- Turn off Use hardware acceleration when available.
See if that stabilizes performance. Re-enable it if you don’t notice improvements.
Clear Browsing Data and Cache
Large amounts of cached data and browsing history can slow down Chrome over time. Clearing it out helps speed up page loads.
To clear browsing data:
- Click the 3-dot menu > Settings > Privacy and security.
- Click Clear browsing data.
- SelectCached images and files and Browsing history.
- Click Clear data.
Chrome will now re-cache fresh data for faster performance.
Scan for Malware with Antivirus
As mentioned before, malware infections can seriously bog down Chrome and your whole system. Run a full antivirus scan to detect and remove any malicious software.
Windows Security works well enough, but advanced options like Malwarebytes do an even better job of finding and eliminating hard-to-detect threats.
Add a Performance Boosting Extension
While too many extensions can slow down Chrome, some are specifically designed to speed it up. For example:
- The Great Suspender suspends unused tabs to free up memory.
- uBlock Origin efficiently blocks ads and trackers.
- Momentum adds a memory-saving start page.
Close Background Apps
Other software running in the background eats up RAM and CPU cycles needed by Chrome. Use Ctrl + Shift + Esc to open Task Manager and end any unnecessary processes.
Also disable startup programs you don’t need. Press Win + R and type
shell:startup to view and manage apps set to launch at boot.
Upgrade to an SSD
If your Windows 10 PC uses a traditional hard disk drive (HDD), upgrading to a solid state drive (SSD) can seriously speed up Chrome and overall system performance.
SSDs have much faster read/write speeds compared to HDDs. This improves boot times and app launch speeds dramatically. Clone your existing drive to an SSD or do a clean Windows reinstall on the new SSD.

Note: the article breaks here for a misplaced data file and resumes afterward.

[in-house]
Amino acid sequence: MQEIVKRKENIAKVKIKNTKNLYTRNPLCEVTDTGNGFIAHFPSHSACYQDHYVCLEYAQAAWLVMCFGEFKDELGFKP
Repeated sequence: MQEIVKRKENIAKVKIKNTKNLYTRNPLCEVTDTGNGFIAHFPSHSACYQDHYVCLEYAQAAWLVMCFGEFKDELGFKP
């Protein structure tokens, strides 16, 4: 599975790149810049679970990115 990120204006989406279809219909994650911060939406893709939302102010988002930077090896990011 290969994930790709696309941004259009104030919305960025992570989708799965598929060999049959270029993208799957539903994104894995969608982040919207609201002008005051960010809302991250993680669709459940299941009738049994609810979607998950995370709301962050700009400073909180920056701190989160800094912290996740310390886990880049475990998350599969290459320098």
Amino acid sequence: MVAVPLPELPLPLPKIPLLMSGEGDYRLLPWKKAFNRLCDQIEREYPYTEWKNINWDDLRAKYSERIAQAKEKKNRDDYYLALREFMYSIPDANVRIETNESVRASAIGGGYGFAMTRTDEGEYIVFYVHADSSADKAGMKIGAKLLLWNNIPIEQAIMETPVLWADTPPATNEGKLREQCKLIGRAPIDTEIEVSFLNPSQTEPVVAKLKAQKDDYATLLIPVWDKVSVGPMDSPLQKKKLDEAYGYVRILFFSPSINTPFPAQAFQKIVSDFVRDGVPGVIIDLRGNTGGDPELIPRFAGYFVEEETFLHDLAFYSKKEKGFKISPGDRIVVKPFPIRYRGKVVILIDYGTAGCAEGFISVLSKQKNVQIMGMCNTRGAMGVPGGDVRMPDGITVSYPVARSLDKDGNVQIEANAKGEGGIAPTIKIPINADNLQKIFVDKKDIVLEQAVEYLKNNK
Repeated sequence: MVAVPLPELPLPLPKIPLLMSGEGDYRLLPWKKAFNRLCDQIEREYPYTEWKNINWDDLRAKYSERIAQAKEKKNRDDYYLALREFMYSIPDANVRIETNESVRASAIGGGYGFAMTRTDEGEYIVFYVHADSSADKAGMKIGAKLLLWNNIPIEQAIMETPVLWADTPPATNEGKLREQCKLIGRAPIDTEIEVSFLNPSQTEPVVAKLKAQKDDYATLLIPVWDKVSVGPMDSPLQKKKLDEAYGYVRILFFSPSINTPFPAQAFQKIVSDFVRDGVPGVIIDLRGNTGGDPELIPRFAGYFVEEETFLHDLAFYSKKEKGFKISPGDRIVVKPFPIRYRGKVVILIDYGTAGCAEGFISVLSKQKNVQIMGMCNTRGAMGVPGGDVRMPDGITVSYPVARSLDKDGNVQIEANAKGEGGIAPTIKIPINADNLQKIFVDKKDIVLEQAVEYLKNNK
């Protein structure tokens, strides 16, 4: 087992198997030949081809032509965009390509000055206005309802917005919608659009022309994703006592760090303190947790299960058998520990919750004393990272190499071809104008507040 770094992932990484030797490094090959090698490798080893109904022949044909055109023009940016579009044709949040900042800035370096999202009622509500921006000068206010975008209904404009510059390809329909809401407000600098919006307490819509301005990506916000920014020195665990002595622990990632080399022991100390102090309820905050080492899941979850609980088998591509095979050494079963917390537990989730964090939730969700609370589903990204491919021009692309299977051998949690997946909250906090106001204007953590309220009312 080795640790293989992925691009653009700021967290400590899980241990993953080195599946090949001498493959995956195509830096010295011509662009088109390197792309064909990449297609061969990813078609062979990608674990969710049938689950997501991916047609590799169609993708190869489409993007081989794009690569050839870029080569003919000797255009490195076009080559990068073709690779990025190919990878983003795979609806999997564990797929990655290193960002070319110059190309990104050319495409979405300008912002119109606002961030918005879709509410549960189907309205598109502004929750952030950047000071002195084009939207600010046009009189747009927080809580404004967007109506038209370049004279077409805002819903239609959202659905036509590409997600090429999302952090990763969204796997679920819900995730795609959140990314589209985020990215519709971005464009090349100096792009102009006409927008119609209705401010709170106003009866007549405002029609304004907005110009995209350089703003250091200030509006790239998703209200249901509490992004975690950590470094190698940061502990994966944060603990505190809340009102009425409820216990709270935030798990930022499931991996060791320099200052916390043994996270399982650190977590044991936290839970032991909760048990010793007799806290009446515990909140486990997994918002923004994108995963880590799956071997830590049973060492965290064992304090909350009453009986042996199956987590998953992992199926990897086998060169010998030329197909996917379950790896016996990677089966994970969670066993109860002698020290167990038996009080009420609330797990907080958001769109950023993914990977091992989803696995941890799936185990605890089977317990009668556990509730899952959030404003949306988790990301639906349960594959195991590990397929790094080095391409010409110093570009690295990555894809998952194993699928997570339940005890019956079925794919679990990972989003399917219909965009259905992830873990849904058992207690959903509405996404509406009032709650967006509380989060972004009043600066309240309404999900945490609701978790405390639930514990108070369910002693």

Add More RAM
Another way to speed up Chrome and Windows is to add more RAM. Check your system memory usage under Task Manager’s Performance tab.
Consistently high usage over 70-80% indicates you need more RAM. Adding another 4GB, 8GB or 16GB DDR4 stick will improve multitasking and allow Chrome to run more efficiently.
Do a Clean Install of Windows
If your Windows 10 installation has become bloated and corrupted over time, doing a clean reinstall can revitalize performance.
Back up your data and choose Reset this PC under Windows Settings. Alternatively, you can boot from a Windows 10 USB installer drive and do a completely clean install.
This will give you a fresh Windows optimized for maximum speed, including Chrome.
Switch to a Lighter Browser
If Chrome is still slow even after trying these troubleshooting steps, consider switching to a lighter web browser like Firefox or Microsoft Edge.
Both are less resource intensive than Chrome yet still support extensions and synchronization. Give one a try for a week to see if it solves your lag and freezing issues.
There are many possible causes of a slow, laggy Google Chrome browser in Windows 10, but thankfully many solutions too.
By keeping Chrome updated, limiting tabs, managing extensions, resetting settings, optimizing hardware and system resources, and troubleshooting malware infections, you can restore fast and responsive Chrome performance.
Follow the tips outlined in this guide and your Chrome browsing experience on Windows will be drastically improved.